“Dare Mighty Things” — a line from President Theodore Roosevelt — is a mantra at JPL and adorns many of the center's walls. The trick was “trying to come up with a way of encoding it but not making it too obvious," Clark said.
As for the GPS coordinates, the spot is 10 feet (3 meters) from the entrance to JPL's visitor center.
Another added touch not widely known until touchdown: Perseverance bears a plaque depicting all five of NASA's Mars rovers in increasing size over the years — similar to the family car decals seen on Earth.
Deputy project manager Matt Wallace promises more so-called hidden Easter eggs. They should be visible once Perseverance's 7-foot (2-meter) arm is deployed in a few days and starts photographing under the vehicle, and again when the rover is driving in a couple weeks.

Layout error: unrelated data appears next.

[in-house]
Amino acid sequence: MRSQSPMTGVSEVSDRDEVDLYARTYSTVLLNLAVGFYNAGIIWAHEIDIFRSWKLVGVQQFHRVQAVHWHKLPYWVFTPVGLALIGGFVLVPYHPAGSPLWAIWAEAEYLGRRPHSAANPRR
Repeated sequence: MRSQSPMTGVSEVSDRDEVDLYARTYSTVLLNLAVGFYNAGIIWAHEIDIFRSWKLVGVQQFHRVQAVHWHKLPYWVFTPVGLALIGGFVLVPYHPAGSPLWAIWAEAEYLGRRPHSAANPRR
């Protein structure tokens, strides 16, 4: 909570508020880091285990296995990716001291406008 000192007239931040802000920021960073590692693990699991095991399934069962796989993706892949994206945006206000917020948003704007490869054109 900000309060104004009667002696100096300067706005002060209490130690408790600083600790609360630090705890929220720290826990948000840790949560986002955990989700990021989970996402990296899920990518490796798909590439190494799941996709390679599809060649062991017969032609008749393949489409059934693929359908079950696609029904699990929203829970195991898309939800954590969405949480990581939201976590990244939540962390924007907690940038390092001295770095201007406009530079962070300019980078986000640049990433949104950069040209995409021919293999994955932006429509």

“Definitely, definitely should keep a good lookout,” he urged.
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This image from video made available by NASA shows the parachute deployed during the descent of the Mars Perseverance rover as it approaches the surface of the planet on Thursday, Feb. 18, 2021. Systems engineer Ian Clark used a binary code to spell out “Dare Mighty Things” in the orange and white strips of the 70-foot (21-meter) parachute. He also included the GPS coordinates for the mission's headquarters at the Jet Propulsion Laboratory in Pasadena, Calif. (NASA/JPL-Caltech via AP)